An environmental conference taking place this week – Countryside COP – hopes to showcase and inspire actions to tackle the climate crisis in rural communities ahead of COP26.
The Countryside COP, whose organisers include the Ulster Farmers’ Union (UFU), takes place from October 11 – 15, 2021.
UFU president Victor Chestnutt said: “As part of the Agriculture and Land Use Alliance (ALA), we’re looking forward to hosting the first-ever Countryside COP event kicking off next week.
“A huge amount of planning and effort has gone into creating a fantastic lineup across the five days to show what the agri-food industry has accomplished to date, and how it can do much more to capitalise on the contribution of agriculture and land use as we work towards a net-zero economy.
“Various rural and agri-food organisations are taking part in Countryside COP which is taking place from October 11-15.
“They’ll be hosting their own seminars to tell their individual stories covering the opportunities, challenges and successes that they experienced to achieve climate mitigation and net-zero action.
“Every one of us has a role to play to reach net-zero and climate action across the board is vital.”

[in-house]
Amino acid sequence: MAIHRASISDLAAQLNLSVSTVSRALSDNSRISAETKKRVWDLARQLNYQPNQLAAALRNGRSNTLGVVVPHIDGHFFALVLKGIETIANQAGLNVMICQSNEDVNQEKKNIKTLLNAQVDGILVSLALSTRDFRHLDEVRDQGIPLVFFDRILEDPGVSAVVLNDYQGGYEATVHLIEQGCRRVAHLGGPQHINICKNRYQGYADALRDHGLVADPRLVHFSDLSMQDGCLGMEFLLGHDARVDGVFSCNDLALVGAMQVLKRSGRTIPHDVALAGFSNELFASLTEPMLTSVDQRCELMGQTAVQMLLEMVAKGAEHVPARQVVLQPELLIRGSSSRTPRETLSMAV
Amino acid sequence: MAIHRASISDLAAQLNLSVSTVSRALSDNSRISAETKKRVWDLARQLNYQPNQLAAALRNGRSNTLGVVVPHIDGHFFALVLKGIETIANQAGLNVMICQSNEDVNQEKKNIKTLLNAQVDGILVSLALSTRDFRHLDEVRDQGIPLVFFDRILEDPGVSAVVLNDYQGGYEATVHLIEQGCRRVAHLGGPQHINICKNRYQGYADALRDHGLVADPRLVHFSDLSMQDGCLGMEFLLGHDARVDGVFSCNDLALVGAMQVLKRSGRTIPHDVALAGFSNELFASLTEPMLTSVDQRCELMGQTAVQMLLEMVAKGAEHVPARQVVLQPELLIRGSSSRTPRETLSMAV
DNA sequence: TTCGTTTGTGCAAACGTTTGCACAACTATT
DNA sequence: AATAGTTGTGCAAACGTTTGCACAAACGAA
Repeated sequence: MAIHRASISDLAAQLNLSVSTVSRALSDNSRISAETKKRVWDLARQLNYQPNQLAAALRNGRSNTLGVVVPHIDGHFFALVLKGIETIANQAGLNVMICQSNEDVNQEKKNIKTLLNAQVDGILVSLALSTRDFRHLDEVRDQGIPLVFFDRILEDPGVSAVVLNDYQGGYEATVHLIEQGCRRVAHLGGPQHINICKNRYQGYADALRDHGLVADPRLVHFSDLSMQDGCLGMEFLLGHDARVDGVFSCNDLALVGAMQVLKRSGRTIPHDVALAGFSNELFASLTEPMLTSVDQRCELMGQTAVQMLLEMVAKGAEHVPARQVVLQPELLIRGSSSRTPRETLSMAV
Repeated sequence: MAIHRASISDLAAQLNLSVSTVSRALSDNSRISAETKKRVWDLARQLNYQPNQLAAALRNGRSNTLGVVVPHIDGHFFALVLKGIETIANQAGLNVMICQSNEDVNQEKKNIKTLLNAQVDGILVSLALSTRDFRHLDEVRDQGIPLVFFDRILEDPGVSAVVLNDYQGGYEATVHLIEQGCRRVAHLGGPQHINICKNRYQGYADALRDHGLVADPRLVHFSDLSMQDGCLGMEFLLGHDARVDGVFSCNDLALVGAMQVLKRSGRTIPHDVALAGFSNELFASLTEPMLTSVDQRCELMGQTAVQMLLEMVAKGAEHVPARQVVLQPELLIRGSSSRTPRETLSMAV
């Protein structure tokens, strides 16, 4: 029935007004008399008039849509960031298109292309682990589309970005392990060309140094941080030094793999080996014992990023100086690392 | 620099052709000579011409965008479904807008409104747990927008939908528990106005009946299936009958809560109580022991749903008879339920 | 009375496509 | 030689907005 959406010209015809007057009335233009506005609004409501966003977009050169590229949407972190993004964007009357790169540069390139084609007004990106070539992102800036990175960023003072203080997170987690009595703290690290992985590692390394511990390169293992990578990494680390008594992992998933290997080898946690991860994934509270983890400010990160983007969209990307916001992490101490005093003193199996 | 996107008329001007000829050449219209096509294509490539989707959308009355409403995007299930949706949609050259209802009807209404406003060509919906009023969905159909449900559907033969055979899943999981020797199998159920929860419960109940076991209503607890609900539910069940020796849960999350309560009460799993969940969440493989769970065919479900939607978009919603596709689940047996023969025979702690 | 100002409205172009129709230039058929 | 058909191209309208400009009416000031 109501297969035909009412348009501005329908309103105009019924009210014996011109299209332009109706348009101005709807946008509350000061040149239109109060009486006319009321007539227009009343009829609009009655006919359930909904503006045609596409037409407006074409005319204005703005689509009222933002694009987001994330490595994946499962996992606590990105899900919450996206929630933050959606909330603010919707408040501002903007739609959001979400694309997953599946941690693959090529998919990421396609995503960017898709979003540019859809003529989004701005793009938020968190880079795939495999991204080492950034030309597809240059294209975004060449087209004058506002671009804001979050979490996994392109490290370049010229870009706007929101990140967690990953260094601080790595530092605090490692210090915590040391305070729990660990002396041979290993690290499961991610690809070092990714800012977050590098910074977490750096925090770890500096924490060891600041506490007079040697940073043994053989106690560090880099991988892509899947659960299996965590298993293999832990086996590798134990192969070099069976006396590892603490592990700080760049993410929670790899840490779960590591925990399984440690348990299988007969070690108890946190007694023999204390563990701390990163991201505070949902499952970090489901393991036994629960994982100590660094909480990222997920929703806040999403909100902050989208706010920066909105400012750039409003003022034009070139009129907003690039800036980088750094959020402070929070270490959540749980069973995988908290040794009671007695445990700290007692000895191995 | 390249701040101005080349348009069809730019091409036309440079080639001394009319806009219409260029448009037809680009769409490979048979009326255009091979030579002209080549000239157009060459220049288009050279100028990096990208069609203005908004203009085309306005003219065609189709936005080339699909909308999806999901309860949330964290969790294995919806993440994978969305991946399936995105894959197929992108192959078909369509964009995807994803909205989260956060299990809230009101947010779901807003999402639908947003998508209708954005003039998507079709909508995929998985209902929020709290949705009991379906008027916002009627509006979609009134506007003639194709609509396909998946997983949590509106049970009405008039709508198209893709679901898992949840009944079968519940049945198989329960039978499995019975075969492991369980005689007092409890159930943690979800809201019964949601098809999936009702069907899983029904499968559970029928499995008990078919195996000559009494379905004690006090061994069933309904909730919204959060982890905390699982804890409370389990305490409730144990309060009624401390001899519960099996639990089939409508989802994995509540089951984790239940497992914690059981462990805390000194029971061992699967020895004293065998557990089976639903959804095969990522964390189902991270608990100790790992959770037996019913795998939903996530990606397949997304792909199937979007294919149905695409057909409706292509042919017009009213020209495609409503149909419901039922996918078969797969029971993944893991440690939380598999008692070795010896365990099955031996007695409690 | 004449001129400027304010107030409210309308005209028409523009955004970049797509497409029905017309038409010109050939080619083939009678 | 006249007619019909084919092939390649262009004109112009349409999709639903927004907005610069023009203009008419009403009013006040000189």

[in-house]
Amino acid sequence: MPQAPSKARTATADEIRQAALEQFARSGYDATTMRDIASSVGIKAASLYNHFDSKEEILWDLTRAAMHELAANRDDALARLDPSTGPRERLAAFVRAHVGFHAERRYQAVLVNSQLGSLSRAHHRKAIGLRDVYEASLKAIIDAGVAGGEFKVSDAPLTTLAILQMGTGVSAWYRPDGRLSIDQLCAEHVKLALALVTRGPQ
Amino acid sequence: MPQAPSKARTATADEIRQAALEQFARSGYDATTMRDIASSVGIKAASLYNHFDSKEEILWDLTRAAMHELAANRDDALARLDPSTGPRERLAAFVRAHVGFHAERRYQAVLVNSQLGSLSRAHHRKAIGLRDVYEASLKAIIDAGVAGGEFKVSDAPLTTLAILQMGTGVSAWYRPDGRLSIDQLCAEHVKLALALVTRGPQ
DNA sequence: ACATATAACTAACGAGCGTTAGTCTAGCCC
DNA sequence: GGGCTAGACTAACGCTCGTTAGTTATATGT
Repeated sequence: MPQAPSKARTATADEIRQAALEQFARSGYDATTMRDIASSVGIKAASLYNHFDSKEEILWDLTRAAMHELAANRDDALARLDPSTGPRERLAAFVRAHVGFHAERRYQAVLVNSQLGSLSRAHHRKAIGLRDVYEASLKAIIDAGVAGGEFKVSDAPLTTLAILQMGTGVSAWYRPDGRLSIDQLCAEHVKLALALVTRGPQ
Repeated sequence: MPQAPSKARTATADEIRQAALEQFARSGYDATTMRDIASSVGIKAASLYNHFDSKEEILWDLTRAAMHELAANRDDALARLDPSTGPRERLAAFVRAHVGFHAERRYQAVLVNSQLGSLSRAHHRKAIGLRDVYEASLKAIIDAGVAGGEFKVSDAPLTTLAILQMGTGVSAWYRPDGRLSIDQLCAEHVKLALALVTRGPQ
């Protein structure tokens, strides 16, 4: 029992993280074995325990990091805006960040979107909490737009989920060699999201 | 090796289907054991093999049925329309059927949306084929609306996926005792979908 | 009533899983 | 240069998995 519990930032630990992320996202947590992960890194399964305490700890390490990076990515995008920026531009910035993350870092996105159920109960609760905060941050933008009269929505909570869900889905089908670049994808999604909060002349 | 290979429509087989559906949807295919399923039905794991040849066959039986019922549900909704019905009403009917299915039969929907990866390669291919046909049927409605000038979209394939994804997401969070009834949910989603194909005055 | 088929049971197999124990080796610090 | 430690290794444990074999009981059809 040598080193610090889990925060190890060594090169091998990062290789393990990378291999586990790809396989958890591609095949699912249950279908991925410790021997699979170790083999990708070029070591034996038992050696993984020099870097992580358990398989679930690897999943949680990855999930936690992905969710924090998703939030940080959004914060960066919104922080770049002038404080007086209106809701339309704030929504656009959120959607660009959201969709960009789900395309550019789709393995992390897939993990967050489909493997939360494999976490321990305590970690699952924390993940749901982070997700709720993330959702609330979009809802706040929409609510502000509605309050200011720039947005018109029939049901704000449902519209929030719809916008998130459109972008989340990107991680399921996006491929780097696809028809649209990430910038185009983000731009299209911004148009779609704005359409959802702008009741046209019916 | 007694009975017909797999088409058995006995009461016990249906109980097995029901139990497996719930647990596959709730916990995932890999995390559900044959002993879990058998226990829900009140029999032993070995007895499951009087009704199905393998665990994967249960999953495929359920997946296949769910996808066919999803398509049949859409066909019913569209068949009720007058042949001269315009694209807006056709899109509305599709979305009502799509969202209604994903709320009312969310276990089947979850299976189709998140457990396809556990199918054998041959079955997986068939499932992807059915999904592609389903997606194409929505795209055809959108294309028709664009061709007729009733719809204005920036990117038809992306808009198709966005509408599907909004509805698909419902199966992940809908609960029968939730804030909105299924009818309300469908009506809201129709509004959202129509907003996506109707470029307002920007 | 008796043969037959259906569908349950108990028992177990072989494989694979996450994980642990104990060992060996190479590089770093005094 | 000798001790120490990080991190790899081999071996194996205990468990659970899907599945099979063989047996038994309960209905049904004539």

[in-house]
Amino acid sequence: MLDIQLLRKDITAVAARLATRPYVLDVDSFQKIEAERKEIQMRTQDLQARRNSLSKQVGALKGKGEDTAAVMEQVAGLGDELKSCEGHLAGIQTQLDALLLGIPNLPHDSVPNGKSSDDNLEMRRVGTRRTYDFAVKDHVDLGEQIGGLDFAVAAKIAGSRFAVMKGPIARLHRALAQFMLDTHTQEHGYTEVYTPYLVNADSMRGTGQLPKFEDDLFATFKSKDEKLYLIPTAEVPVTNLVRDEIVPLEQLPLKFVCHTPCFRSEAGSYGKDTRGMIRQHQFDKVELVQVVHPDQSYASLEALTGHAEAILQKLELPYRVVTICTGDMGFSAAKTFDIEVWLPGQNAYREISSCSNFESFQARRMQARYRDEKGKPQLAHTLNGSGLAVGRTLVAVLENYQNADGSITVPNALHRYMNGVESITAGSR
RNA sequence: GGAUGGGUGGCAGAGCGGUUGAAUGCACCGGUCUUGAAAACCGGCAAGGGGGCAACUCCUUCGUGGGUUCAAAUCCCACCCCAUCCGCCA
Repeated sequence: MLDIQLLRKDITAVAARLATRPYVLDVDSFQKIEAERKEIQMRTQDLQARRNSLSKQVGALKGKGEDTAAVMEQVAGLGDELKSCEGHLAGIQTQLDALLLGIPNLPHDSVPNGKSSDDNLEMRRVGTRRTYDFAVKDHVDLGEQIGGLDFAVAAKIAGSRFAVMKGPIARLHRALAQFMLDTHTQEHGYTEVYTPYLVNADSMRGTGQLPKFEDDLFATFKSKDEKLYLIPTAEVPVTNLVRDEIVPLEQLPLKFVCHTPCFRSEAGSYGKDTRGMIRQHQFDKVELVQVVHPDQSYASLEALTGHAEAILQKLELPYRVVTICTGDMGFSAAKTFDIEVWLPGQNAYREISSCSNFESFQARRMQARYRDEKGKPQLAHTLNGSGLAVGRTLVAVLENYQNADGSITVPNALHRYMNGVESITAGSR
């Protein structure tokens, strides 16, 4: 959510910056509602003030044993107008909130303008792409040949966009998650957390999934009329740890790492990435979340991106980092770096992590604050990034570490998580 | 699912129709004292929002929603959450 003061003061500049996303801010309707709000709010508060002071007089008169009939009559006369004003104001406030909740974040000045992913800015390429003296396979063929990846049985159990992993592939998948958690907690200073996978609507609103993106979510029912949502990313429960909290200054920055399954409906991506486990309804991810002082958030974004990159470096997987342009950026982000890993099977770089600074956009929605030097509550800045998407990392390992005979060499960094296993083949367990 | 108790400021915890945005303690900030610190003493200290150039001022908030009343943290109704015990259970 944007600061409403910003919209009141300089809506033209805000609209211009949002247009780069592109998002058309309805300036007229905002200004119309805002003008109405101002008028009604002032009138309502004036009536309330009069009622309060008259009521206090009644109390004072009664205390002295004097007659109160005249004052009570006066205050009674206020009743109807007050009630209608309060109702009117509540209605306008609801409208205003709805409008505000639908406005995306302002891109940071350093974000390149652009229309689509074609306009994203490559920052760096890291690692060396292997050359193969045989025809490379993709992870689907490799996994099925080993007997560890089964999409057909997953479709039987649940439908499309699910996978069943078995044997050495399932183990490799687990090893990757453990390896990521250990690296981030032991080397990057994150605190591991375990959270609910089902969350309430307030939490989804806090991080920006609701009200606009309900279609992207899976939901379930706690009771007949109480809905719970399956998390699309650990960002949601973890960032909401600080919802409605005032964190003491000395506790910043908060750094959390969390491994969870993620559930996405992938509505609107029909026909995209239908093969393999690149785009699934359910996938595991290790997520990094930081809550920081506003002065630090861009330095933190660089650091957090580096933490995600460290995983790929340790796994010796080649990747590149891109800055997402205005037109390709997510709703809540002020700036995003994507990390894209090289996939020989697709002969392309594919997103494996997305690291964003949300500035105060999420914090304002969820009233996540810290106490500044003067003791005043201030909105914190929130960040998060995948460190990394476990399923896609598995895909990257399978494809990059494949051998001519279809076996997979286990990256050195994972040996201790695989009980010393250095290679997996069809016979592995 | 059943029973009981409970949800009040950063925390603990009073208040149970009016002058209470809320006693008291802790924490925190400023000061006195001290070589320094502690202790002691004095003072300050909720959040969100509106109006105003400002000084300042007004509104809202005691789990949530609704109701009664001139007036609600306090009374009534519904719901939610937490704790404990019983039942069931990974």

The UFU, alongside the Department of Agriculture, Environment and Rural Affairs (DAERA), is also co-hosting an agriculture and climate change event on October 27, 2021.
Guest speakers include: Northern Ireland Agriculture Minister Edwin Poots; Lord Deben, chair of the UK Climate Change Committee; and Prof. Alice Stanton from the Royal College of Surgeons in Ireland.
The programme opens with speeches by countryside leaders on Monday (September 11), followed by a seminar on organic fertilisers, and an explainer of greenhouse gas emission metrics.
Tuesday includes discussions on on-farm energy generation and the role of rural communities in meeting net-zero and what a ‘just transition’ should mean.
Wednesday’s programme includes sessions specifically tailored to arable farmers and tenant farmers, while Friday’s programme considers actions for the livestock sector, as well as challenges facing agricultural education and the sugar beet industry.
‘Farmers are part of the climate change solution’
The event aims to raise awareness about climate issues, highlighting the positive action already underway in Northern Ireland, while also providing practical examples of action farmers can take.
Chestnutt said: “Our farmers are part of the climate change solution and are committed to tackling the global issue head-on, which is why it’s so important to show the many ways in which they can do this.
“This event is another great opportunity to highlight the positive work of our agri-food sector and will provide an important platform for our farmers.
“We will be able to hear from them about what they are already doing to reduce emissions on-farm and their priorities and concerns as the UK as a whole, works towards achieving net-zero ahead of the big event in November.”